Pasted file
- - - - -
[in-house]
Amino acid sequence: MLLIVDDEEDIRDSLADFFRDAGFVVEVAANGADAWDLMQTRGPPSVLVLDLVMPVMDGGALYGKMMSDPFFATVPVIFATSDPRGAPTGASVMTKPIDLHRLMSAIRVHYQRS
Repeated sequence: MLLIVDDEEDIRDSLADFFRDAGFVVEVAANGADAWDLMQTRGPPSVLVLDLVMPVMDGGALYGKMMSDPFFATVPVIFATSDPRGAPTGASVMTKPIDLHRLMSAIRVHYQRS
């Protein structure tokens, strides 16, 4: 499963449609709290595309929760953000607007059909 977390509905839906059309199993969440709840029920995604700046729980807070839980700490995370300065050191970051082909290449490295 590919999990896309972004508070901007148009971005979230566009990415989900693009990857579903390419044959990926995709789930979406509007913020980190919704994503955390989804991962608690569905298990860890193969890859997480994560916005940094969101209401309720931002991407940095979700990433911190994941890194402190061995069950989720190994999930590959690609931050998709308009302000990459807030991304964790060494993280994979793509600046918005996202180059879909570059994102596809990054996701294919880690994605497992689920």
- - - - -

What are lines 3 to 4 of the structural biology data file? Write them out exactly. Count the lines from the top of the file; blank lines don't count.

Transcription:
Repeated sequence: MLLIVDDEEDIRDSLADFFRDAGFVVEVAANGADAWDLMQTRGPPSVLVLDLVMPVMDGGALYGKMMSDPFFATVPVIFATSDPRGAPTGASVMTKPIDLHRLMSAIRVHYQRS
């Protein structure tokens, strides 16, 4: 499963449609709290595309929760953000607007059909 977390509905839906059309199993969440709840029920995604700046729980807070839980700490995370300065050191970051082909290449490295 590919999990896309972004508070901007148009971005979230566009990415989900693009990857579903390419044959990926995709789930979406509007913020980190919704994503955390989804991962608690569905298990860890193969890859997480994560916005940094969101209401309720931002991407940095979700990433911190994941890194402190061995069950989720190994999930590959690609931050998709308009302000990459807030991304964790060494993280994979793509600046918005996202180059879909570059994102596809990054996701294919880690994605497992689920």